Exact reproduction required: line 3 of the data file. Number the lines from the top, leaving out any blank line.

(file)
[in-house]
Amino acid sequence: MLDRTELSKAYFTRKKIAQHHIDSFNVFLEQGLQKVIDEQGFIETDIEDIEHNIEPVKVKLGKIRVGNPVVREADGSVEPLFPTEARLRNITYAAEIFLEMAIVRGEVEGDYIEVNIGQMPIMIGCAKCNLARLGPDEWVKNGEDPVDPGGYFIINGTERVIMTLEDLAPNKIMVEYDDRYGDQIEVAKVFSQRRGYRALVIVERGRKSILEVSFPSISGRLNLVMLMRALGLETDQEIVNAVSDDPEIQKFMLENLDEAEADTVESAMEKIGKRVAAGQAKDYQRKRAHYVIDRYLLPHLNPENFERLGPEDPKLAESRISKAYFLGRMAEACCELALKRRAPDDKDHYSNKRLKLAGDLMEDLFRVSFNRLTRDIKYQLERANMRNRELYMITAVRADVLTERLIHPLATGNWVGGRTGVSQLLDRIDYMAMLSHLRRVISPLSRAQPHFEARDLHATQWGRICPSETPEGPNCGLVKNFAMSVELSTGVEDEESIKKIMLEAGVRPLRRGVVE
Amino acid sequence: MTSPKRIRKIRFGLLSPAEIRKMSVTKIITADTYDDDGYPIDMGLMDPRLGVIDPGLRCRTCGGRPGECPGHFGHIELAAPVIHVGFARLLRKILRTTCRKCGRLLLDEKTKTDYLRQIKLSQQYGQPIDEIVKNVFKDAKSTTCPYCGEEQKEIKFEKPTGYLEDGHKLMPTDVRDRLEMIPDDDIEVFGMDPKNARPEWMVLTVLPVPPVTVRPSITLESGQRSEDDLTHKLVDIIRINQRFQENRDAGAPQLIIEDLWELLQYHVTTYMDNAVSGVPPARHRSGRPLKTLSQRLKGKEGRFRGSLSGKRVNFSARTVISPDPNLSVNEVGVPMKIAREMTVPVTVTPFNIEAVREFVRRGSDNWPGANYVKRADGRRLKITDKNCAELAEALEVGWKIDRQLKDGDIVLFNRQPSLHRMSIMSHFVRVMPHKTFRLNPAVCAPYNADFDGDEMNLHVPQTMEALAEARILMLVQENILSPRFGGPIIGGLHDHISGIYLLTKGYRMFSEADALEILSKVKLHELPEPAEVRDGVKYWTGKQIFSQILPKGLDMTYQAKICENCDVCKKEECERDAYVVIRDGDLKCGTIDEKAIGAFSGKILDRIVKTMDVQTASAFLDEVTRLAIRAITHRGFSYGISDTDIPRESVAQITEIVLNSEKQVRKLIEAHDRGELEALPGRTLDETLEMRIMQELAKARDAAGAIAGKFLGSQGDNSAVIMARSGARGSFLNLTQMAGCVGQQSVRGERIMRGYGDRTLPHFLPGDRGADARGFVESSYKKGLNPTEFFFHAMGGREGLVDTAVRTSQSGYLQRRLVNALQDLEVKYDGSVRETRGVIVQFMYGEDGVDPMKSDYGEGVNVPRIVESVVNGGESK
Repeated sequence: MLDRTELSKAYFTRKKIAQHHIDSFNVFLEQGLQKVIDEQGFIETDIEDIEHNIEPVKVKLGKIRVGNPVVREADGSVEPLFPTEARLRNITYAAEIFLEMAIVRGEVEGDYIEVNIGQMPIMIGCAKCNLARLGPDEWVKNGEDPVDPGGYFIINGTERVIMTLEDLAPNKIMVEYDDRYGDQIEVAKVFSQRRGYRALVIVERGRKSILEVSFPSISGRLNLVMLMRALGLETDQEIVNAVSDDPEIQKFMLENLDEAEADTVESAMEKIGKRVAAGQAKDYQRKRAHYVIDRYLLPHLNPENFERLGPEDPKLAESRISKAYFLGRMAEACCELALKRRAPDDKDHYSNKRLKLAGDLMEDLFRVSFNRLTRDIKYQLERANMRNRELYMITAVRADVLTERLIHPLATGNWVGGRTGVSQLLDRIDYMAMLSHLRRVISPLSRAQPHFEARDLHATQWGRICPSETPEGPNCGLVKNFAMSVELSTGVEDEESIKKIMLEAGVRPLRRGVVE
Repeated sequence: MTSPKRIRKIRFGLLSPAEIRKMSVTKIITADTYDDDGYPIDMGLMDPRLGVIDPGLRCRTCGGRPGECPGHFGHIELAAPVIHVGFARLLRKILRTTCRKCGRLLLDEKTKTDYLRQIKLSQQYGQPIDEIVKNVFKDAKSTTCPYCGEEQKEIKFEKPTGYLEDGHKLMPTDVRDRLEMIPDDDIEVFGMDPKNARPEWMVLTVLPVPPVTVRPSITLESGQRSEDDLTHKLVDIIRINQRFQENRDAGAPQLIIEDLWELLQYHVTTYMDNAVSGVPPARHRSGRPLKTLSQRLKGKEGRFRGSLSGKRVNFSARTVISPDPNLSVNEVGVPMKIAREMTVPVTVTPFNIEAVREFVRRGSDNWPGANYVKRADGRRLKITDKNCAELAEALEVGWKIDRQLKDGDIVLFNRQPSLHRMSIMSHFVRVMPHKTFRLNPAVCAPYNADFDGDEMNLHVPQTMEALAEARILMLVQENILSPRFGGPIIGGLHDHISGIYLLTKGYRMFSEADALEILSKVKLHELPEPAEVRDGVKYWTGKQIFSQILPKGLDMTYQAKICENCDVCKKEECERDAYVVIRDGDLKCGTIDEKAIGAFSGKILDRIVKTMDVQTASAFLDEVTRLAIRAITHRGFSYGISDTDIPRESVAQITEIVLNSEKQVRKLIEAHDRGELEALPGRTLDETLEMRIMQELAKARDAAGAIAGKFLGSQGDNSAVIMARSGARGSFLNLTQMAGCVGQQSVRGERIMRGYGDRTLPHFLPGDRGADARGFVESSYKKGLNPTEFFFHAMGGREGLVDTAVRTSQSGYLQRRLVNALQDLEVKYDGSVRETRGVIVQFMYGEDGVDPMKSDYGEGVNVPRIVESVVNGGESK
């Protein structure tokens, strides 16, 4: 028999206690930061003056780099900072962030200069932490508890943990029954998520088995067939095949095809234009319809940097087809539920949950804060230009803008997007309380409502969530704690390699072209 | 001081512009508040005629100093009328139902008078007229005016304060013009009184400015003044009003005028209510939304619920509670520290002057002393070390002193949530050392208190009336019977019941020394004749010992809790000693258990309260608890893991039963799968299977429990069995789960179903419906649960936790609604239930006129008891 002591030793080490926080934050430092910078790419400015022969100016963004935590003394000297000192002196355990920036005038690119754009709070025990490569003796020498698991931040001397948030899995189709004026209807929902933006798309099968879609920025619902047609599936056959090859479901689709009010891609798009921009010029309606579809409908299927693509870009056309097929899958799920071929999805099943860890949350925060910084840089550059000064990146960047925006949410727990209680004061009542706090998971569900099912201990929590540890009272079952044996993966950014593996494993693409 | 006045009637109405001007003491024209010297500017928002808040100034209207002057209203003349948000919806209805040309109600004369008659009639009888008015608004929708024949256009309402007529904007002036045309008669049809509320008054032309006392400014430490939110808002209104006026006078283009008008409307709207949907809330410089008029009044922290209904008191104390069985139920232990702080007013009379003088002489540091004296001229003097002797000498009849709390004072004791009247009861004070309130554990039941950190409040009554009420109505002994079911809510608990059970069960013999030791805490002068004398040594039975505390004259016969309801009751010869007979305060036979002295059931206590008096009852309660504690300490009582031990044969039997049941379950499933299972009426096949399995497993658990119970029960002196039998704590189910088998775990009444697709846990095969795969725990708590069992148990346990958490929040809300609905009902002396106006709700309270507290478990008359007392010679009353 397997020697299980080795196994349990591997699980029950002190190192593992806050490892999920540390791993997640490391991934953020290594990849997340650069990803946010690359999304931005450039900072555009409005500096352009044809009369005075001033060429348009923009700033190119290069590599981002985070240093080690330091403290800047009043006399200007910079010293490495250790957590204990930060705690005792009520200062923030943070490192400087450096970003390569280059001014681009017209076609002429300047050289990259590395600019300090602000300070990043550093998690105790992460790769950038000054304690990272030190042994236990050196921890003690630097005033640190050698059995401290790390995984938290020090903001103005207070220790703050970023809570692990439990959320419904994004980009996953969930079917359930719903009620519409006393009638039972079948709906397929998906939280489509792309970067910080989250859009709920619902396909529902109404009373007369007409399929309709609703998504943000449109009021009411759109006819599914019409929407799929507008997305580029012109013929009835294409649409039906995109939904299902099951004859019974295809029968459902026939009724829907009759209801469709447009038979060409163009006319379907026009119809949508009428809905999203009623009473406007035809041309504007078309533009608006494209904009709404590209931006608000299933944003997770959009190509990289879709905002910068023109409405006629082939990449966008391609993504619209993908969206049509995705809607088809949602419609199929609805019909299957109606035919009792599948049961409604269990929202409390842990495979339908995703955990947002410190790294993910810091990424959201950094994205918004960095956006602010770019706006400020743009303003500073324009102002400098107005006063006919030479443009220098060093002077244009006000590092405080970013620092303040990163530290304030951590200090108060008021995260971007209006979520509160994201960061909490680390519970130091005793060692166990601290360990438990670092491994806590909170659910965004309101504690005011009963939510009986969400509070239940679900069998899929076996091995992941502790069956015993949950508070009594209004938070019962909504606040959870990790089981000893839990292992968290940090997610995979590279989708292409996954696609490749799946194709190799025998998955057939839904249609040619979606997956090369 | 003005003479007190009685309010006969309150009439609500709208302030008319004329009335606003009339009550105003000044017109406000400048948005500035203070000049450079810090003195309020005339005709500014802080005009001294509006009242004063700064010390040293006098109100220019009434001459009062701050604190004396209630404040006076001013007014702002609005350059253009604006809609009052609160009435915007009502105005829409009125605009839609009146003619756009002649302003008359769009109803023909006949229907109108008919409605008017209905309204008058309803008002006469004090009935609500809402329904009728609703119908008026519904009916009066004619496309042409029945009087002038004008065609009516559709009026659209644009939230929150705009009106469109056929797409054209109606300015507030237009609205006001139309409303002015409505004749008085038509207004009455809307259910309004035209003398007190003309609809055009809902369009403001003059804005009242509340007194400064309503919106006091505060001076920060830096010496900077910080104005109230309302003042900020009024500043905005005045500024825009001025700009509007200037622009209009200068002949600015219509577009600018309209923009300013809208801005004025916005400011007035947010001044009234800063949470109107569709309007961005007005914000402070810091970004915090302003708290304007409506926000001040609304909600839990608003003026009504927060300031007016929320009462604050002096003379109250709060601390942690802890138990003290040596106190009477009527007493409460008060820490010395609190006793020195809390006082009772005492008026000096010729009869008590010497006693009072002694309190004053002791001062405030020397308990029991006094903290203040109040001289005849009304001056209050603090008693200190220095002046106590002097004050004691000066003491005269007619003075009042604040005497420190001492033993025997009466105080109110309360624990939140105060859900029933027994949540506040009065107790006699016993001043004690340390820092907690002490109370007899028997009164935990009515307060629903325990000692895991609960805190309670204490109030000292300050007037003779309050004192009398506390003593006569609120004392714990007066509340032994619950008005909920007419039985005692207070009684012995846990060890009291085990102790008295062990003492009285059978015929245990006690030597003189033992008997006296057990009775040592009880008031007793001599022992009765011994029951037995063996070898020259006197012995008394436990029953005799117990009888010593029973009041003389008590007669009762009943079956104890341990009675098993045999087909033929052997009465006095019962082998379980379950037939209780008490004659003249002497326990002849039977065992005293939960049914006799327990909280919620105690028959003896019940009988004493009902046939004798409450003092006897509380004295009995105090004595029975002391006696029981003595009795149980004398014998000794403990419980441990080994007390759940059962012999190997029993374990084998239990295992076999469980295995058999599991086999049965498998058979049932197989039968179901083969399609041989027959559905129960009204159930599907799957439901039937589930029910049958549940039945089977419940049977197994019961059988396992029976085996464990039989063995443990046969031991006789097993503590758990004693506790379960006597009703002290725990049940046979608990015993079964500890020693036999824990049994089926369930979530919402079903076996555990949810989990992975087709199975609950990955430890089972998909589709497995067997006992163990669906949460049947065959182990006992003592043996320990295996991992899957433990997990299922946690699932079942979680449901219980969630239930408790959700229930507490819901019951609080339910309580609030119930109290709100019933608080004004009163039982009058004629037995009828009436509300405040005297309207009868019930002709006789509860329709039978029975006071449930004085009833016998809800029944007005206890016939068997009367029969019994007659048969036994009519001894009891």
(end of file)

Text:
Amino acid sequence: MTSPKRIRKIRFGLLSPAEIRKMSVTKIITADTYDDDGYPIDMGLMDPRLGVIDPGLRCRTCGGRPGECPGHFGHIELAAPVIHVGFARLLRKILRTTCRKCGRLLLDEKTKTDYLRQIKLSQQYGQPIDEIVKNVFKDAKSTTCPYCGEEQKEIKFEKPTGYLEDGHKLMPTDVRDRLEMIPDDDIEVFGMDPKNARPEWMVLTVLPVPPVTVRPSITLESGQRSEDDLTHKLVDIIRINQRFQENRDAGAPQLIIEDLWELLQYHVTTYMDNAVSGVPPARHRSGRPLKTLSQRLKGKEGRFRGSLSGKRVNFSARTVISPDPNLSVNEVGVPMKIAREMTVPVTVTPFNIEAVREFVRRGSDNWPGANYVKRADGRRLKITDKNCAELAEALEVGWKIDRQLKDGDIVLFNRQPSLHRMSIMSHFVRVMPHKTFRLNPAVCAPYNADFDGDEMNLHVPQTMEALAEARILMLVQENILSPRFGGPIIGGLHDHISGIYLLTKGYRMFSEADALEILSKVKLHELPEPAEVRDGVKYWTGKQIFSQILPKGLDMTYQAKICENCDVCKKEECERDAYVVIRDGDLKCGTIDEKAIGAFSGKILDRIVKTMDVQTASAFLDEVTRLAIRAITHRGFSYGISDTDIPRESVAQITEIVLNSEKQVRKLIEAHDRGELEALPGRTLDETLEMRIMQELAKARDAAGAIAGKFLGSQGDNSAVIMARSGARGSFLNLTQMAGCVGQQSVRGERIMRGYGDRTLPHFLPGDRGADARGFVESSYKKGLNPTEFFFHAMGGREGLVDTAVRTSQSGYLQRRLVNALQDLEVKYDGSVRETRGVIVQFMYGEDGVDPMKSDYGEGVNVPRIVESVVNGGESK